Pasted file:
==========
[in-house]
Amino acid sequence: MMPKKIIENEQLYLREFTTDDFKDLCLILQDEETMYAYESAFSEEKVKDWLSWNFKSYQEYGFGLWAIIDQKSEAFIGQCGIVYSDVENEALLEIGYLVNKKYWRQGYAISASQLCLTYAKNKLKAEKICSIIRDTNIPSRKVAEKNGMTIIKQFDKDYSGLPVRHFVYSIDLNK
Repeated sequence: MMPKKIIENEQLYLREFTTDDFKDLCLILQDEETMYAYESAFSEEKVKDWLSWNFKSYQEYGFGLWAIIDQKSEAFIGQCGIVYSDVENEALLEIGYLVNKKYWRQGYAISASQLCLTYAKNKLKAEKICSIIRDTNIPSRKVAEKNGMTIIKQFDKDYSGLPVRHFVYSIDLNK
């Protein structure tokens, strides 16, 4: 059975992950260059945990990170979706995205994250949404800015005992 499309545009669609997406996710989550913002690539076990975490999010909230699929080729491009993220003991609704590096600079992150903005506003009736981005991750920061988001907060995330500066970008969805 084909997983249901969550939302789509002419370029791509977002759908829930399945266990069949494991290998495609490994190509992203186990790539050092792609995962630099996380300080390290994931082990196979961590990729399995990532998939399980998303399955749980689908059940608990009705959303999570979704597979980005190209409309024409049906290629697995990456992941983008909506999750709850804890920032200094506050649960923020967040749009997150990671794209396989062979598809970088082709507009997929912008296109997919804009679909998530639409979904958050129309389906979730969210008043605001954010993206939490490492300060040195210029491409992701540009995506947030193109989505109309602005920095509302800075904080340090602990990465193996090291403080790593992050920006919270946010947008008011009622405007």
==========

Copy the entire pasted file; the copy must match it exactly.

[in-house]
Amino acid sequence: MMPKKIIENEQLYLREFTTDDFKDLCLILQDEETMYAYESAFSEEKVKDWLSWNFKSYQEYGFGLWAIIDQKSEAFIGQCGIVYSDVENEALLEIGYLVNKKYWRQGYAISASQLCLTYAKNKLKAEKICSIIRDTNIPSRKVAEKNGMTIIKQFDKDYSGLPVRHFVYSIDLNK
Repeated sequence: MMPKKIIENEQLYLREFTTDDFKDLCLILQDEETMYAYESAFSEEKVKDWLSWNFKSYQEYGFGLWAIIDQKSEAFIGQCGIVYSDVENEALLEIGYLVNKKYWRQGYAISASQLCLTYAKNKLKAEKICSIIRDTNIPSRKVAEKNGMTIIKQFDKDYSGLPVRHFVYSIDLNK
């Protein structure tokens, strides 16, 4: 059975992950260059945990990170979706995205994250949404800015005992 499309545009669609997406996710989550913002690539076990975490999010909230699929080729491009993220003991609704590096600079992150903005506003009736981005991750920061988001907060995330500066970008969805 084909997983249901969550939302789509002419370029791509977002759908829930399945266990069949494991290998495609490994190509992203186990790539050092792609995962630099996380300080390290994931082990196979961590990729399995990532998939399980998303399955749980689908059940608990009705959303999570979704597979980005190209409309024409049906290629697995990456992941983008909506999750709850804890920032200094506050649960923020967040749009997150990671794209396989062979598809970088082709507009997929912008296109997919804009679909998530639409979904958050129309389906979730969210008043605001954010993206939490490492300060040195210029491409992701540009995506947030193109989505109309602005920095509302800075904080340090602990990465193996090291403080790593992050920006919270946010947008008011009622405007």